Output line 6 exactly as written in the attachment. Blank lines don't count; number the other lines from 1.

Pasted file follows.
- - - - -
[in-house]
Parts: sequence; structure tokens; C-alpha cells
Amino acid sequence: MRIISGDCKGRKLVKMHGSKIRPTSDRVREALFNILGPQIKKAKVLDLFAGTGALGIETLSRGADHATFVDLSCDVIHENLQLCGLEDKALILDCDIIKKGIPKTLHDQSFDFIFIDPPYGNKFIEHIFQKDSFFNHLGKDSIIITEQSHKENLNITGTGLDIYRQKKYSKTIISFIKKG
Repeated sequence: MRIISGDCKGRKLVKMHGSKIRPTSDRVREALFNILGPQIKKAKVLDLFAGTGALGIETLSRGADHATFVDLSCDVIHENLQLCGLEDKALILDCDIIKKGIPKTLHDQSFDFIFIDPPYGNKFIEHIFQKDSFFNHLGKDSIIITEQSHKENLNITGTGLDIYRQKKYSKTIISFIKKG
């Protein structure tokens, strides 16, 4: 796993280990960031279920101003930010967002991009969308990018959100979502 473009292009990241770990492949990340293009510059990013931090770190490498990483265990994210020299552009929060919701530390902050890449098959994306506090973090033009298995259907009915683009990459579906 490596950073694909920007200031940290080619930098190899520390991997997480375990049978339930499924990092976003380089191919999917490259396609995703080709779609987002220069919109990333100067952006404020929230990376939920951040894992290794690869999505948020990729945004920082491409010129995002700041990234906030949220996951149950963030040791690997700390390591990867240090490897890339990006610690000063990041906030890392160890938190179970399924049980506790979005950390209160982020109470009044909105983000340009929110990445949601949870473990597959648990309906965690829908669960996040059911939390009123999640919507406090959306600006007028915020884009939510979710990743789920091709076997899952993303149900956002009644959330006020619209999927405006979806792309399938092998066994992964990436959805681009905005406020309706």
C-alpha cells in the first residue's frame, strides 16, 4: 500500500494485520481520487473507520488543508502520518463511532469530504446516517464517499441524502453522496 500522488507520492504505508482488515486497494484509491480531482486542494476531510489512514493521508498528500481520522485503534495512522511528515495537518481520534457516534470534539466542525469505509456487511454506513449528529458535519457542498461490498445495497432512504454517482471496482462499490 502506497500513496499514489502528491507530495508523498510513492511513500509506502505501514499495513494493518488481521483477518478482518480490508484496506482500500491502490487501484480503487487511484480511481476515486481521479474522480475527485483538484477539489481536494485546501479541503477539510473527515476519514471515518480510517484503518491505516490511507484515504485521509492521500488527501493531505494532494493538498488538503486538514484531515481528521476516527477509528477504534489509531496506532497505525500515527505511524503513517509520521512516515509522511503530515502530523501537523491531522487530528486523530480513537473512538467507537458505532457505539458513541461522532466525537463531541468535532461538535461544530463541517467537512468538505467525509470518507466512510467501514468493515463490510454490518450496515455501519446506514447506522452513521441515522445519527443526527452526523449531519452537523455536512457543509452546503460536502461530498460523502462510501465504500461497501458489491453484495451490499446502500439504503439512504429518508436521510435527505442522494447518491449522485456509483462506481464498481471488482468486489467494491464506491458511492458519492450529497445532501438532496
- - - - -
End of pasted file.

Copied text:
C-alpha cells in the first residue's frame, strides 16, 4: 500500500494485520481520487473507520488543508502520518463511532469530504446516517464517499441524502453522496 500522488507520492504505508482488515486497494484509491480531482486542494476531510489512514493521508498528500481520522485503534495512522511528515495537518481520534457516534470534539466542525469505509456487511454506513449528529458535519457542498461490498445495497432512504454517482471496482462499490 502506497500513496499514489502528491507530495508523498510513492511513500509506502505501514499495513494493518488481521483477518478482518480490508484496506482500500491502490487501484480503487487511484480511481476515486481521479474522480475527485483538484477539489481536494485546501479541503477539510473527515476519514471515518480510517484503518491505516490511507484515504485521509492521500488527501493531505494532494493538498488538503486538514484531515481528521476516527477509528477504534489509531496506532497505525500515527505511524503513517509520521512516515509522511503530515502530523501537523491531522487530528486523530480513537473512538467507537458505532457505539458513541461522532466525537463531541468535532461538535461544530463541517467537512468538505467525509470518507466512510467501514468493515463490510454490518450496515455501519446506514447506522452513521441515522445519527443526527452526523449531519452537523455536512457543509452546503460536502461530498460523502462510501465504500461497501458489491453484495451490499446502500439504503439512504429518508436521510435527505442522494447518491449522485456509483462506481464498481471488482468486489467494491464506491458511492458519492450529497445532501438532496